Endangered Species Recovery Program
We are studying the distribution, survival and reproductive success, and potential host plants of palmate-bracted bird's-beak (Cordylanthus palmatus) at Alkali Sink Ecological Reserve, Fresno County, to further the recovery of this federal and California-listed endangered annual herb. Palmate-bracted bird's-beak is known to be extant at only eight localities, most of which are in the Sacramento and Livermore valleys. The Alkali Sink Ecological Reserve population is considered to be crucial to recovery because it incorporates genetic information not found elsewhere.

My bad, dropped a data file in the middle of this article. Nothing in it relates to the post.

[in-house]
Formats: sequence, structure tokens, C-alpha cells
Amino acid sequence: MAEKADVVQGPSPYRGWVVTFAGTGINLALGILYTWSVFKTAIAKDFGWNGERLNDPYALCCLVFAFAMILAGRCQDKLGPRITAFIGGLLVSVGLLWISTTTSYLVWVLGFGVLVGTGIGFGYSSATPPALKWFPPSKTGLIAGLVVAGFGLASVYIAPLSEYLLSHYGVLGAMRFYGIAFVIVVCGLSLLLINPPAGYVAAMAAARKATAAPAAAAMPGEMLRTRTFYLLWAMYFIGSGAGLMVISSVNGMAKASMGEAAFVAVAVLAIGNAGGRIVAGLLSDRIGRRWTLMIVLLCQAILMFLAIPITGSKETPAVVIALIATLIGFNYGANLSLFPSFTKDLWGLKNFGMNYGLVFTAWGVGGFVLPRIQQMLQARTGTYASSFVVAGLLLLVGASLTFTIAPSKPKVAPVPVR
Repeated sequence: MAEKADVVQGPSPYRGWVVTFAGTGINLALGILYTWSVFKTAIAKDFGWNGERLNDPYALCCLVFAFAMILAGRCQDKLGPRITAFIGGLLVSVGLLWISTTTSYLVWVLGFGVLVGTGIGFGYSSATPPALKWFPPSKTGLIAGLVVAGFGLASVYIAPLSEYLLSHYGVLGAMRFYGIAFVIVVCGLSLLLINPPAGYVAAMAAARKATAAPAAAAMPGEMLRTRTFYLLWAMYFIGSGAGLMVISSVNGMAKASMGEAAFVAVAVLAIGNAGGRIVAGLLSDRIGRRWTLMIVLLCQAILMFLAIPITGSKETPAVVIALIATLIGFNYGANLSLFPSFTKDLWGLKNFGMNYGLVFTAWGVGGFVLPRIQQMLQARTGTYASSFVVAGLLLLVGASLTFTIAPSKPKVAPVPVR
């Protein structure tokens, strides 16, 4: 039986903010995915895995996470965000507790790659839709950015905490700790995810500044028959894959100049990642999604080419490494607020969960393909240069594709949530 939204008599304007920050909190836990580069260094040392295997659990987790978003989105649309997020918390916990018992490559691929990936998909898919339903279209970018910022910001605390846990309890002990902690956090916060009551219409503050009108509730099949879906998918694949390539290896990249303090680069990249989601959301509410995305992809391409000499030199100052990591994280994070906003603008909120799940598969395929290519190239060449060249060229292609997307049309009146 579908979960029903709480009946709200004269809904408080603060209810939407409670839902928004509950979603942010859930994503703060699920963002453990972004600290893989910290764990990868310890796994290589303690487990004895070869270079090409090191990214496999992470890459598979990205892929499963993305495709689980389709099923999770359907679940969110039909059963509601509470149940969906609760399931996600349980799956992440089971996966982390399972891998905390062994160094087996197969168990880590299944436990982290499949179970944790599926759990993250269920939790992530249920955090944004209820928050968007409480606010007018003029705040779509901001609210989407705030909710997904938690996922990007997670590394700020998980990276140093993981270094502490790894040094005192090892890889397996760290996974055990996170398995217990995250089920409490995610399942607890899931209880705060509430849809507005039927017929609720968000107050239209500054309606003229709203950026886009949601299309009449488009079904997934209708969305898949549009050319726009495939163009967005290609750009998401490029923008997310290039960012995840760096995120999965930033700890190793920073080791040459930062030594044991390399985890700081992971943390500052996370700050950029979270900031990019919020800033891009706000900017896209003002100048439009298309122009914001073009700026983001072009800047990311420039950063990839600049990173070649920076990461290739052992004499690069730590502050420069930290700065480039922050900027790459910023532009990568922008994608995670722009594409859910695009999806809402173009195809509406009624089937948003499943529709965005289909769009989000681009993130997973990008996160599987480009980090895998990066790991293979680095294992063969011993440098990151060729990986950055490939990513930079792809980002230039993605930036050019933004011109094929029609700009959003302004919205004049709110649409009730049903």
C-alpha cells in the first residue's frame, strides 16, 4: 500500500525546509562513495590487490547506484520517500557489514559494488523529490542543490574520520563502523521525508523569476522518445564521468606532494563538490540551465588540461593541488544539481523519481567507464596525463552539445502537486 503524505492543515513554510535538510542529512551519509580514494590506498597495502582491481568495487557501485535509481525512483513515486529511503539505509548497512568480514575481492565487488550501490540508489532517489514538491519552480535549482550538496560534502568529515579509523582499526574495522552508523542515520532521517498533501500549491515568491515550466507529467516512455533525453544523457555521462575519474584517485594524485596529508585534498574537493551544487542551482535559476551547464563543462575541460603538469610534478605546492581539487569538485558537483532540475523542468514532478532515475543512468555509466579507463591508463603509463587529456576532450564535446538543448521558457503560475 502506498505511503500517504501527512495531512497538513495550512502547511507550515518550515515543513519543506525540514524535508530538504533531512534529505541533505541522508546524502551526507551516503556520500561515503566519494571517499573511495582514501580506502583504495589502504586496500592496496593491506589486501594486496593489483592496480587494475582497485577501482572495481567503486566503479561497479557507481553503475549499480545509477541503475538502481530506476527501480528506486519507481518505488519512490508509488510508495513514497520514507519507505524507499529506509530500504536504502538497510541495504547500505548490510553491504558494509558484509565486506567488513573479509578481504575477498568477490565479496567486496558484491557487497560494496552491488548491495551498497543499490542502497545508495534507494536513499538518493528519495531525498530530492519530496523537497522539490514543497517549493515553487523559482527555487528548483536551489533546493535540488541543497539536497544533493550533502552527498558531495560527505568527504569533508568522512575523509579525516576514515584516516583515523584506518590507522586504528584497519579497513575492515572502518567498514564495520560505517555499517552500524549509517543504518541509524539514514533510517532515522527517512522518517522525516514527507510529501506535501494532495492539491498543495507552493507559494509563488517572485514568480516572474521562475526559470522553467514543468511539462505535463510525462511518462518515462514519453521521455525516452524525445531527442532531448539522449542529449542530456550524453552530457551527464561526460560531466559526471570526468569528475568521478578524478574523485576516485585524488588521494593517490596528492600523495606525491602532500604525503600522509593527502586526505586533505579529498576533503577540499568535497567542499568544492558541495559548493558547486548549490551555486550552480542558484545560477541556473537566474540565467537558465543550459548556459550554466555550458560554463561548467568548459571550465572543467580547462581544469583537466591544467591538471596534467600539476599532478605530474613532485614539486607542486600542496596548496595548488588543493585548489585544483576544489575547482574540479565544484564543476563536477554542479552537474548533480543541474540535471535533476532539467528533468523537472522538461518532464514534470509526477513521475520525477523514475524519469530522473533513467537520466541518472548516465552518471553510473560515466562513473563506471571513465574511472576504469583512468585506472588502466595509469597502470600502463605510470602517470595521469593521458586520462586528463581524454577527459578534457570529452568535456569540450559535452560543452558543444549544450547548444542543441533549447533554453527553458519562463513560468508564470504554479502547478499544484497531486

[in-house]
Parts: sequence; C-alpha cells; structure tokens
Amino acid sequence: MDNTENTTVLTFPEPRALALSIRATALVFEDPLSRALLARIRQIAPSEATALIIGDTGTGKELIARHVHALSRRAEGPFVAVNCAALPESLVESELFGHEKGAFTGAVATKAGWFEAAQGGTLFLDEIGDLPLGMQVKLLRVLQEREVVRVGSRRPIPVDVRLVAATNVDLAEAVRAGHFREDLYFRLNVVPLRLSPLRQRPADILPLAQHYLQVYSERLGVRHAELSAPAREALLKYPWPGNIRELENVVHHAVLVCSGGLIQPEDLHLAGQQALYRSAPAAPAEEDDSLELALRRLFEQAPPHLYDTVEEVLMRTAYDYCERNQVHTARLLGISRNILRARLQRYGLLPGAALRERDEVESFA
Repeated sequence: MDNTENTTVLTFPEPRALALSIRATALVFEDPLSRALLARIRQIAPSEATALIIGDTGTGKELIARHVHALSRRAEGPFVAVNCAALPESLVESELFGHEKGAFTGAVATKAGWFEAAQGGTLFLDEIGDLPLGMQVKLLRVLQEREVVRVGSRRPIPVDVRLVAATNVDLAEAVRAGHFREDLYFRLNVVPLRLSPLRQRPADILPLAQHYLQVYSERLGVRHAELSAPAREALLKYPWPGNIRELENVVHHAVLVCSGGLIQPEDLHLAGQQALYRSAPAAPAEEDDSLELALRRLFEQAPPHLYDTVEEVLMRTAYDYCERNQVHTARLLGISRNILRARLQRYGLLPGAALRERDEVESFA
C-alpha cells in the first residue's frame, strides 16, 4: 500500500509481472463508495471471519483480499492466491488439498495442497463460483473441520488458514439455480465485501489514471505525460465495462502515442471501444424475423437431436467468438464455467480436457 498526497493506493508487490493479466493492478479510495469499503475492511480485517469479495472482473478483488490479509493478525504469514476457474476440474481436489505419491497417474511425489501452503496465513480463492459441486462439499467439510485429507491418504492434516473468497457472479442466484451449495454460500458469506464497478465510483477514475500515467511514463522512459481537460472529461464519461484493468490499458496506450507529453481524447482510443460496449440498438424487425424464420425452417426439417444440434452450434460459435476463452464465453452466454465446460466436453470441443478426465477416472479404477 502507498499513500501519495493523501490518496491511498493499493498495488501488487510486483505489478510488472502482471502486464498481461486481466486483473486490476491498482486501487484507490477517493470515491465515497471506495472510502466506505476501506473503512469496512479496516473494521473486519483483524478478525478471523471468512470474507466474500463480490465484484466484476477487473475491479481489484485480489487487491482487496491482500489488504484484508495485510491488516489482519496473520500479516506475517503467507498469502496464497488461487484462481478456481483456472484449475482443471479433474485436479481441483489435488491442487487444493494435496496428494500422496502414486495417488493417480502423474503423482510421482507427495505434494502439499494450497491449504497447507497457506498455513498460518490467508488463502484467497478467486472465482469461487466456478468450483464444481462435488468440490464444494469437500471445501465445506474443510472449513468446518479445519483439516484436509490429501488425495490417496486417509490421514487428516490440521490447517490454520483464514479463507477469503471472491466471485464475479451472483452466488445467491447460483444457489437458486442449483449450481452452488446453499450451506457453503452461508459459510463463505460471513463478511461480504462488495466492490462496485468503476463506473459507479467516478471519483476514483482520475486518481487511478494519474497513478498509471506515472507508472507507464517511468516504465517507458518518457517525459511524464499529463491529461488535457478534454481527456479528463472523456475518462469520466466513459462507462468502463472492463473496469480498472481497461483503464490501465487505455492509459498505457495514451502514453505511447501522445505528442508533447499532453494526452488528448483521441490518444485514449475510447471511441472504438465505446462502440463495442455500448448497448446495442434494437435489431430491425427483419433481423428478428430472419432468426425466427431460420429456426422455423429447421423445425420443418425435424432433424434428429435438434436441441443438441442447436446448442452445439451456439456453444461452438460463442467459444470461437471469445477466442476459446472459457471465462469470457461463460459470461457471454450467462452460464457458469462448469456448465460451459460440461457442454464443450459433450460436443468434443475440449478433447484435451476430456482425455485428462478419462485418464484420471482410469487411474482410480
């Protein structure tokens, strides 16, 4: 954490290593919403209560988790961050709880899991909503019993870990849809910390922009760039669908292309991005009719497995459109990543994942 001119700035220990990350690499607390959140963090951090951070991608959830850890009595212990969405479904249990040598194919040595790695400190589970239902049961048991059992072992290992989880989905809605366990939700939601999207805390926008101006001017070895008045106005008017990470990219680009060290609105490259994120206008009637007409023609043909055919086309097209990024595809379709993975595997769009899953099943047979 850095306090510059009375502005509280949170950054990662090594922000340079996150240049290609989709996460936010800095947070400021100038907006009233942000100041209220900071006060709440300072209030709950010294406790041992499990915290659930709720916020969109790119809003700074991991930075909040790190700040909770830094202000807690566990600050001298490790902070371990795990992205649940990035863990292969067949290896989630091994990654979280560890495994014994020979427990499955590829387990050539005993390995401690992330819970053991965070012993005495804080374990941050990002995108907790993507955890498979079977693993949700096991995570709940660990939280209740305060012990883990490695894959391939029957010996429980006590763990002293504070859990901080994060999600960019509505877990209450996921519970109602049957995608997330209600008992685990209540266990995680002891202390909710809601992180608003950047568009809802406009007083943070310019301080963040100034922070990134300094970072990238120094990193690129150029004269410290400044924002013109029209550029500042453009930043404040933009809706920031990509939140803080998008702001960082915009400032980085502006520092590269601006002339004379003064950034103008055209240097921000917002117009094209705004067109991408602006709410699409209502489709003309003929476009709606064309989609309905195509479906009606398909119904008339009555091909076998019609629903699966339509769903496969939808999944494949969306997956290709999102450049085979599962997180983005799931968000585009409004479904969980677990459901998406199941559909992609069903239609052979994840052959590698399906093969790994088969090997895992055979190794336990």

In 1998, palmate-bracted bird's-beak was not widely distributed throughout the Reserve. Approximately 1,600 individuals reached reproductive maturity in 1998, twice as many as previously thought to occur on the site. However, the survival rate from seedling stage to maturity was only 17.7%. Of the plants that survived to maturity, 73.2% produced at least some seeds. Mean seed production was 5.0 per fruit and 84.4 per plant. Palmate-bracted bird's-beak seemed to be thriving in areas that had been graded or flooded in previous years, but not in areas that had burned. The two most common associates of palmate-bracted bird's-beak at Alkali Sink Ecological Reserve were rusty molly (Kochia californica) and bush seepweed (Suaeda moquinii), which occurred within a 0.5-meter radius of palmate-bracted bird's-beak at 68.3% and 53.3% of sampling points, respectively. These two perennial species are likely host plants for palmate-bracted bird's-beak, which obtains water and nutrients from the roots of other plants. In the coming years, we plan to assess indicators of population stability and identify limiting life-history stages, which will help to focus future recovery efforts.